Journal of Information & Privacy Law

Eighteen Years Later, It Is Time for USA Patriot Act Section 215 to Expire

By Sara Geoghegan, Editor in Chief on Thursday, November 14th, 2019

Congress enacted the Uniting and Strengthening America by Providing Appropriate Tools Required to Intercept and Obstruct Terrorism (USA Patriot Act) Act of 2001 on October 26, 2001, roughly six weeks after the September 11thterrorist attacks. The USA Patriot Act codified many surveillance practices that had previously been approved only in court decisions, making them more difficult to change after the crisis had passed.

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GDPR, or the latest acronym that aims to protect users’ online data

By Keri Mikuska, Staff Editor on Thursday, April 18th, 2019

In an age where technology and social media pervade everyday life, where the lines between public and private are increasingly blurred, an individual’s right to privacy is more important than ever. The European Union enacted the GDPR for the purpose of protecting the personal data—specifically data collected over the internet as a result of recent technological advances—of subjects within the EU. And it’s not only member countries of the European Union that are subject to GDPR: any entity that offers goods or services to, or otherwise monitors data subjects in the EU is subject to this regulation.

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Los Angeles Lakers Tackle Frivolous Telephone Consumer Privacy Suit with No Litigation Coverage

By Raquel Lee, Production Editor on Wednesday, January 24th, 2018

Companies are increasingly concerned about abuses of the Telephone Consumer Protection Act (“TCPA”), a well-intentioned federal statute enacted to protect consumers from unsolicited messages. Under the TCPA, companies are prohibited from using an automated dialer, sending unsolicited SMS messages, and sending unsolicited fax messages to consumers. The TCPA further requires that consumers must be given…

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The Autonomous Automobile

By Patrise A. White on Tuesday, January 16th, 2018

Webster’s Online Dictionary, defines autonomous as “existing or capable of existing independently”; responding, reacting, or developing independently of the whole. As you may or may not know, the human body performs many of its tasks autonomously. For example, the human nervous system or autonomic nervous system, “…regulates the processes in the body that we cannot…

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The Model Voter: Voter Data, Psychological Profiling and Privacy in Political Elections

By Chathan Vemuri on Monday, January 8th, 2018

Political elections remain contentious whether just before, ongoing or even when they have concluded. Effort is put into trying to make sure the campaign is reaching out to voters who will reliably vote for the candidate come election day. Claims are made about irregular vote counts, missing ballots, votes counted more than once, discrimination at…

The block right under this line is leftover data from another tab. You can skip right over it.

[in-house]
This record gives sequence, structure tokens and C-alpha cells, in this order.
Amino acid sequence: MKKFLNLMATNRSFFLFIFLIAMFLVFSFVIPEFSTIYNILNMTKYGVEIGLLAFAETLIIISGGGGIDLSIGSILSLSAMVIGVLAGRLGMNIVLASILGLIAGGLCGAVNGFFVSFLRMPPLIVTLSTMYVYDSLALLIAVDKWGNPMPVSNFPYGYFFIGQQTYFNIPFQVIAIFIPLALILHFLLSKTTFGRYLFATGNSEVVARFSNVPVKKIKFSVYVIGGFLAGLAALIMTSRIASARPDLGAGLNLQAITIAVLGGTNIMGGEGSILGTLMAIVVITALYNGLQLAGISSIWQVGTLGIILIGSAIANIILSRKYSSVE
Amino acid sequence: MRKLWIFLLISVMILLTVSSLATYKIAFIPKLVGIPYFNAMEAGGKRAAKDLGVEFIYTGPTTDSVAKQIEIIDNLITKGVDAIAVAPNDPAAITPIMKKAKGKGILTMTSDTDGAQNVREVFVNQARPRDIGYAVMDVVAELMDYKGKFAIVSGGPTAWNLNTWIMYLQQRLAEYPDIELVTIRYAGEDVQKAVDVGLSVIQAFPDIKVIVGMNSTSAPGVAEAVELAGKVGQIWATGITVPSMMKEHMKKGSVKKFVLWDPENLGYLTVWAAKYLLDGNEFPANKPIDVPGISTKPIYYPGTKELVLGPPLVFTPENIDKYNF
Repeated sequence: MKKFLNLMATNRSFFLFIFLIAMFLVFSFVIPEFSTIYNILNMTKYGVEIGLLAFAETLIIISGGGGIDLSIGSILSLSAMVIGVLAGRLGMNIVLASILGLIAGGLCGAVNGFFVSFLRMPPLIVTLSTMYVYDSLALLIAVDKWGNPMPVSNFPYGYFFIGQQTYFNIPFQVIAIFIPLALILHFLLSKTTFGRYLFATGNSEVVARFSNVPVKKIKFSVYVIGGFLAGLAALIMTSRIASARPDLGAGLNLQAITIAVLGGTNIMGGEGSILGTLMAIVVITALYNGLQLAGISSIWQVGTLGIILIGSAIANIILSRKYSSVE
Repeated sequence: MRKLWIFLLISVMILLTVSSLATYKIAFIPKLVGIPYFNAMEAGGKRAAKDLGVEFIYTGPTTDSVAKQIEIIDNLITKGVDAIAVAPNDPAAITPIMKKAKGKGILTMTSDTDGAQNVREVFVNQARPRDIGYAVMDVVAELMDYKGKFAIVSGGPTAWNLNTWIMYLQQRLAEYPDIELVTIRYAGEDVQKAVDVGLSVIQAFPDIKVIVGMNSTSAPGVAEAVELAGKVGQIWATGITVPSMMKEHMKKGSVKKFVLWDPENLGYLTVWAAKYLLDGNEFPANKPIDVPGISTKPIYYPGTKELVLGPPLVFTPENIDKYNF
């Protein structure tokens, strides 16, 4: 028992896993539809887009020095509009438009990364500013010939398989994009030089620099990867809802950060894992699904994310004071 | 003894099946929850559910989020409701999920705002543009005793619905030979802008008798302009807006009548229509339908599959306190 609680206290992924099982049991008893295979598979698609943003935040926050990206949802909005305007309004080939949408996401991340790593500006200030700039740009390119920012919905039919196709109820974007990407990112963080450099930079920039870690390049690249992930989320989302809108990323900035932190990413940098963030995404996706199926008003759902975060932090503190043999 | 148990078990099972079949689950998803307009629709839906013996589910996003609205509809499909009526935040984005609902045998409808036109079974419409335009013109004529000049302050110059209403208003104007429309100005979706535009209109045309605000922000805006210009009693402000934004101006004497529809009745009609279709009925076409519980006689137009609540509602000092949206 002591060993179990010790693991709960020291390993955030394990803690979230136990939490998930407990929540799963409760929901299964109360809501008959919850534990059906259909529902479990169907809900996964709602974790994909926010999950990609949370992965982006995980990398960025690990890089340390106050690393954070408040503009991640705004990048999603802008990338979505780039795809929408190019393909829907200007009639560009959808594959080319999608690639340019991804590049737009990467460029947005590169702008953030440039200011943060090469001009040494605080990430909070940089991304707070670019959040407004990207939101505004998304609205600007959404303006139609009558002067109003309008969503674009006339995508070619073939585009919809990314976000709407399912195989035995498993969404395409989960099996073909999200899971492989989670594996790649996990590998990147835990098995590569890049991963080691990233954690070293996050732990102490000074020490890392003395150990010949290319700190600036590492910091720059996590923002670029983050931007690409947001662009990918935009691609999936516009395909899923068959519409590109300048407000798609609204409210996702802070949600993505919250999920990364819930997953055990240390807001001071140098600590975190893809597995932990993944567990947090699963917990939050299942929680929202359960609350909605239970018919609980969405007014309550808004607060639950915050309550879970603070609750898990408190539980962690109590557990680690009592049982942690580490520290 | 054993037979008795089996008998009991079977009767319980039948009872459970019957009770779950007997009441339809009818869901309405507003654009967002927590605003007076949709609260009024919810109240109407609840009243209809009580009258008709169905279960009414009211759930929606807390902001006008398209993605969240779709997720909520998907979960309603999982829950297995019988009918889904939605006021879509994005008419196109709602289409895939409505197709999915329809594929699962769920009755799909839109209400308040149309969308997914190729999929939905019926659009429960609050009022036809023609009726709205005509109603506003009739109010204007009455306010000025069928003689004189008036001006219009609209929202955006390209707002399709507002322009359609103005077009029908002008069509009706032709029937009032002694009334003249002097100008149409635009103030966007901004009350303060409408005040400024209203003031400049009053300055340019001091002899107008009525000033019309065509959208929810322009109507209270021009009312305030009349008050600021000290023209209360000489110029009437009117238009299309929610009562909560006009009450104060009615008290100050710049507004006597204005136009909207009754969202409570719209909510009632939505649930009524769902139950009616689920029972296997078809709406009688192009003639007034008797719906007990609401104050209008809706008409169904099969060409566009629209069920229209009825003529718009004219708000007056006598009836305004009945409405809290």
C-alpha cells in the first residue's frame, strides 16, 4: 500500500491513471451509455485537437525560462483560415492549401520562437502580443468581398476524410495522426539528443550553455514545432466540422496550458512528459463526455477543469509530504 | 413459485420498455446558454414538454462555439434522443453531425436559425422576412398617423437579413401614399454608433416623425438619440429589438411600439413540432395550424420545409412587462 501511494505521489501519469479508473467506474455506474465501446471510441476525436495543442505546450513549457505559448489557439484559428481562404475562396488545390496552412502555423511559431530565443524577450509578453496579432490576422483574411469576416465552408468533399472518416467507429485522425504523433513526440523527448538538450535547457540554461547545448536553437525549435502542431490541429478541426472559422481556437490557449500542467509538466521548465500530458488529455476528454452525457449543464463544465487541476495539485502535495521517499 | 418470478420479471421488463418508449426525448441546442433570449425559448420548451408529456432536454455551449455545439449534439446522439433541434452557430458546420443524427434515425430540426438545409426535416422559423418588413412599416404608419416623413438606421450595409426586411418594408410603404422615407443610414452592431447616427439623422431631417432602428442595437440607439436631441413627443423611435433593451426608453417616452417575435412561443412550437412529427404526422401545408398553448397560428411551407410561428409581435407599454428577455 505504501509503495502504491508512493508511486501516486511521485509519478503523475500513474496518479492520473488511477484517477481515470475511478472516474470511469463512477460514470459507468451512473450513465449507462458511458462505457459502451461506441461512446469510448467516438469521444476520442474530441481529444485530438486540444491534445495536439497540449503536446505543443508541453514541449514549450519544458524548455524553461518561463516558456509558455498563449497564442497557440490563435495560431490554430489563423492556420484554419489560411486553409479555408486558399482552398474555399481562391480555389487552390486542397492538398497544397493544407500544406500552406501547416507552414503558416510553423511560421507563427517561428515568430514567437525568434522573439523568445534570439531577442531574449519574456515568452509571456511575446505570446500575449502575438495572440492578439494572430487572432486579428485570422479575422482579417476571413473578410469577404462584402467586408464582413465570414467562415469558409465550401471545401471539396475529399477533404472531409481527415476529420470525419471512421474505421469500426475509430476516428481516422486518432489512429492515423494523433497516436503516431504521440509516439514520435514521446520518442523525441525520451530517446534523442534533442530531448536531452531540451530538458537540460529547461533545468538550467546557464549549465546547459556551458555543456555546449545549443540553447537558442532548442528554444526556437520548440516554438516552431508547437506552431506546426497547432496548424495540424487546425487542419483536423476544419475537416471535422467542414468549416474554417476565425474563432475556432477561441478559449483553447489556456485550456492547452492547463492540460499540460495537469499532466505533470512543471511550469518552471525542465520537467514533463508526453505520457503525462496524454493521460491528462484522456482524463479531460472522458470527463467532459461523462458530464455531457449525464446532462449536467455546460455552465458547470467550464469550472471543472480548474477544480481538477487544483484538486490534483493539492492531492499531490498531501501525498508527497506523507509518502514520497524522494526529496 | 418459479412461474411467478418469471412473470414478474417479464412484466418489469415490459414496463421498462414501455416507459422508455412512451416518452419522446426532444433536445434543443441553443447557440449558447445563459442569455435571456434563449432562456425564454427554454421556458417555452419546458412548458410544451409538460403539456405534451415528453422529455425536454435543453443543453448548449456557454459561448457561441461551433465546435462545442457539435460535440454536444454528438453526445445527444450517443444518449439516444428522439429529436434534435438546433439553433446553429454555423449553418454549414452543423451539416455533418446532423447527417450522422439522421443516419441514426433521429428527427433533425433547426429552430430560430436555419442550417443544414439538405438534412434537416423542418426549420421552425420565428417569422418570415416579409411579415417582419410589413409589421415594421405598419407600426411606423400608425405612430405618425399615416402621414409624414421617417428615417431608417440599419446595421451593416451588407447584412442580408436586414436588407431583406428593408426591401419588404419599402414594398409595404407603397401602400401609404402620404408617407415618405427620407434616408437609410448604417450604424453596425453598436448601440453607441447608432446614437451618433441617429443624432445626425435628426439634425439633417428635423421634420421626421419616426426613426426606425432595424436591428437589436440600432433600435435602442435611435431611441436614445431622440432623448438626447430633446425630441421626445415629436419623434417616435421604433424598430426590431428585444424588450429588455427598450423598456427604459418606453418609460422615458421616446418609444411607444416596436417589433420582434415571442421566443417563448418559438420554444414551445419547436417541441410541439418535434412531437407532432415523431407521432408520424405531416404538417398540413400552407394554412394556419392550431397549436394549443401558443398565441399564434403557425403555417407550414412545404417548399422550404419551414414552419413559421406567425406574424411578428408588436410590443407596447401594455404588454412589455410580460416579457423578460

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The Legality of WikiLeaks: Are they a Patriot?

By Bianca Wright on Monday, December 4th, 2017

As soon as WikiLeaks began releasing confidential documents, the United States administration began to seek ways to not only prevent the release of publication but to also punish those who have provided confidential information. But the thought of WikiLeaks being a patriot seems to have been overlooked. WikiLeaks should be viewed as a patriot. With…

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Cryptocurrency: digital currency or security?

By Quinn P. O’Grady (AKA Peter Bash), Candidacy Editor on Monday, November 27th, 2017

Instead of investing in the stock market, some individuals have turned to investing in digital currencies, otherwise known as cryptocurrency. One of the more well-known cryptocurrencies is Bitcoin. As of 6:40 am on Friday, November 3, 2017, Bitcoin reached $7,454.04 per coin. With the enormous impact that Bitcoin has had on the public, other cryptocurrencies…

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Cryptocurrency: Should it be regulated?

By Matthew J. Roberts (AKA Jared Franklin), Symposium Editor on Monday, November 27th, 2017

One of the major cases regarding the future of Cryptocurrency is the case of the United States Securities and Exchange Commission v. Recoin Foundation, LLC. This case by the Securities and Exchange Commission (“SEC”) has the SEC alleging that Recoin and its members violated multiple sections of the 1993 Securities Act and the 1934 Securities…

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Carpenter v. United States: The Evolving Relationship Between Advanced Technology & Personal Privacy

By Raquel Lee on Monday, November 20th, 2017

In June 2017, the Supreme Court granted certiorari to Carpenter v. United States, a case that will an answer an essential question for our data-driven society: whether a warrantless search and seizure of historical cellphone records revealing location and movements of a cellphone user is permitted by the Fourth Amendment. As of 2016, 95% of…

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DNA Technology Causes Growing Privacy Concerns

By Patrise A. White on Monday, October 30th, 2017

As technology advances there is a growing need for more knowledge. Scientist and doctors search for new ways to cure many diseases. Moreover, law enforcement agencies look for better ways to ensure the person being prosecuted is in fact the individual who committed the crime. No other scientific breakthrough has advanced both of these goals…

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